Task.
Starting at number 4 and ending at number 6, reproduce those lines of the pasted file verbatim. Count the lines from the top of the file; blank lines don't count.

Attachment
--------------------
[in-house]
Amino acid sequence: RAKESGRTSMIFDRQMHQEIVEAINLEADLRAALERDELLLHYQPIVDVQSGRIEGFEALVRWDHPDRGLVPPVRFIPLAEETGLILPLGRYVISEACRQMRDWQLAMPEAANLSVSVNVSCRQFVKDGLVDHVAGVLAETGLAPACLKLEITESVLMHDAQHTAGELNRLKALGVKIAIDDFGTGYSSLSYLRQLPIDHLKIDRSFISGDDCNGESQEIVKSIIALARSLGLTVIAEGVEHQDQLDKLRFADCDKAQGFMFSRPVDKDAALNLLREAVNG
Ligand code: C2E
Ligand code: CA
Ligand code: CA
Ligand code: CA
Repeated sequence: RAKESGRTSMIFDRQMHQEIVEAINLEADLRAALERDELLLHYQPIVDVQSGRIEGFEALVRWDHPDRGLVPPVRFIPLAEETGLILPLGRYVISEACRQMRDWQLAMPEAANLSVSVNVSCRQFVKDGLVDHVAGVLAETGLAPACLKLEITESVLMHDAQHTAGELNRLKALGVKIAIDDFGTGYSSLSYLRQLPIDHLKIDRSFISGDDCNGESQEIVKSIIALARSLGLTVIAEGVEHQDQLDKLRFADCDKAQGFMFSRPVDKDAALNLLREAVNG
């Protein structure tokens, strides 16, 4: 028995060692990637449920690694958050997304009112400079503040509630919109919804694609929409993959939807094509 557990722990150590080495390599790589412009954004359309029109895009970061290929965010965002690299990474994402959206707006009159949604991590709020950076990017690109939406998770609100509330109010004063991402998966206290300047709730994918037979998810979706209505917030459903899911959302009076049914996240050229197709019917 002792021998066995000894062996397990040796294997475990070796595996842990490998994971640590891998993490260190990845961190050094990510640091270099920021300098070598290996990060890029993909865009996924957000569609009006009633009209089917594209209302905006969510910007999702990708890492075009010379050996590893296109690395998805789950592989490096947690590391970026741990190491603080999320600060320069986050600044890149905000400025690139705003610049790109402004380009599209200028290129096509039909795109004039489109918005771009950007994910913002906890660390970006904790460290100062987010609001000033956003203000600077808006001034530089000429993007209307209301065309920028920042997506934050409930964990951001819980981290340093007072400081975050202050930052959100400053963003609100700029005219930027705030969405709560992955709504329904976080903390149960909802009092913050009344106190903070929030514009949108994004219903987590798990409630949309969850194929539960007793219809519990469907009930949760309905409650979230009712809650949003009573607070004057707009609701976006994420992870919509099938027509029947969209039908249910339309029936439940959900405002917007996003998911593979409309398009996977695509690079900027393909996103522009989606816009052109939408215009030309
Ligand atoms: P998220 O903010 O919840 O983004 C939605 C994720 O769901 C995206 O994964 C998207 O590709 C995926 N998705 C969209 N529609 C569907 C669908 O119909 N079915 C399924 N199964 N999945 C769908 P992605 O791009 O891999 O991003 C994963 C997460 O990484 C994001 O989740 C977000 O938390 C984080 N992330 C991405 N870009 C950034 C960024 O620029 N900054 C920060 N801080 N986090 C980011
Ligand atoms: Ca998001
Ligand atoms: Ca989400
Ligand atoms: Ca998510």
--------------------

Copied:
Ligand code: CA
Ligand code: CA
Ligand code: CA